Responsible tourism at festivals

Travelling to a local festival should be a celebratory and enjoyable way to immerse yourself in another culture. And on the whole it is. Sadly, though, some festivals have segued from traditional to touristy, with crowds of foreigners at what was once a local event, and stadium spectacle standing in for sportsmanship on the village green. Other festivals raise environmental concerns, whether it be the treatment of animals or the damage done to flora and fauna while they take place. The Loi Krathong festival in Thailand, for instance, traditionally involves launching thousands of floating lanterns into the air, which are hazardous to aircraft and cause pollution when their wire frames and fuel cells descend to earth. Closer to home, the annual Lewes bonfire parade on England’s south coast sees burning vats of tar carried through the town’s narrow streets, perilously close to spectators. Fun or flaming dangerous? You decide. Do your research and make a responsible choice about whether to join the festivities.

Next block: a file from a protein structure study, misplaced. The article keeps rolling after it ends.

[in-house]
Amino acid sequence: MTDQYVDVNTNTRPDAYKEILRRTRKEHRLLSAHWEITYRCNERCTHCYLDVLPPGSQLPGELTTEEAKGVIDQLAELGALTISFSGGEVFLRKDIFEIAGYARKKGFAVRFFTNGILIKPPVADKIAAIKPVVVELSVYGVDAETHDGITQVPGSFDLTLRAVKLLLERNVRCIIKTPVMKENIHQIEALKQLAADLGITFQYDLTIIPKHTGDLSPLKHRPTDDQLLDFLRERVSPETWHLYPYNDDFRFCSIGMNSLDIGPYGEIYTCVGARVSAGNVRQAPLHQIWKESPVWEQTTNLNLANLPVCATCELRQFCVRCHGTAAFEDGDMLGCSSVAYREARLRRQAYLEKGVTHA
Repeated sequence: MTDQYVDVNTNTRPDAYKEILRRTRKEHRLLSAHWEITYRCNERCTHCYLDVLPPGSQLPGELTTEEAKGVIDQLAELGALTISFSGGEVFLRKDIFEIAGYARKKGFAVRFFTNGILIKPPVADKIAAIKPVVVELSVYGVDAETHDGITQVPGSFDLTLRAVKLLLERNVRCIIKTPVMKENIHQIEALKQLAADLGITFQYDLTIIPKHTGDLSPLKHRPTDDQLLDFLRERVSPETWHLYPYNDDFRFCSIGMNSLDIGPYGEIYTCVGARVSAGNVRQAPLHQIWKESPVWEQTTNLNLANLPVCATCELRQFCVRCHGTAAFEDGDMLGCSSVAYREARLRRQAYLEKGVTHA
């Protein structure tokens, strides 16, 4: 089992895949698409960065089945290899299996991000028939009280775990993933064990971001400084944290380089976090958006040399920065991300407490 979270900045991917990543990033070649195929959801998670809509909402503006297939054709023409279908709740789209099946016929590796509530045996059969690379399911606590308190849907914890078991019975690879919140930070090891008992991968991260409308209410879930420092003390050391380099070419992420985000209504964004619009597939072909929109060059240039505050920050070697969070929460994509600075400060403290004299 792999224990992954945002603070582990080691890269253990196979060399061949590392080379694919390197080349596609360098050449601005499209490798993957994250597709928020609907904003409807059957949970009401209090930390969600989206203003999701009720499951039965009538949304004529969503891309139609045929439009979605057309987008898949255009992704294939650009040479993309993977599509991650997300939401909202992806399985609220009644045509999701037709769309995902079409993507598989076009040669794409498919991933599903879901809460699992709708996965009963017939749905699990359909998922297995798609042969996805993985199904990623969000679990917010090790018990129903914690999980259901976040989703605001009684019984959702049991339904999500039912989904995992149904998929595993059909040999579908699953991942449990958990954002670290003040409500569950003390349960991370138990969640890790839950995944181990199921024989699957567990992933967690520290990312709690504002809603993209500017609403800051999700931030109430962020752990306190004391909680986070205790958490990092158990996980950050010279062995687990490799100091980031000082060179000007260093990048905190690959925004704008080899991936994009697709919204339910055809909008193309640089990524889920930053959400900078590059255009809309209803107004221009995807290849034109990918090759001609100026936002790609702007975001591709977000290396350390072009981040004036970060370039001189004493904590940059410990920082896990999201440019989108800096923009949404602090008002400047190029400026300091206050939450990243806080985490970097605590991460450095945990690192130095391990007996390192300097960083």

PEOPLE & CULTURE

Witnessing a local festival is a great privilege, but when your presence there as an outsider begins to influence the content of the festival, then something’s gone wrong. Ironically, our hunger for authentic experiences can distort and even destroy them. Rituals that might have died out are still performed, but to crowds of tourists rather than local people. Grass roots events become huge stadium fillers, with corporate sponsorship, flashy prizes and entry fees beyond the budget of local people, where previously there were none. Simply the presence of outsiders at some small festivals can prevent local people from attending, and insensitive behaviour or intrusive photography can rob the event of its intimacy and meaning, and offend participants and local spectators alike.
Around the world, it is the smaller or older festivals that seem most vulnerable to change once tourists begin to visit. The larger, annual Nadaam festivals that take place around Mongolia are an example. Some local people feel that the large Nadaam held in the capital Ulaan Baatar, for instance, has become too glitzy in recent years, with spotlit opening ceremonies and spectacle placed above the traditional sports. Prizes are becoming bigger and some events open to abuse. The horse racing, for instance, features horses that are part Arab now, not pure Mongolia as in the past, and they are bigger and faster.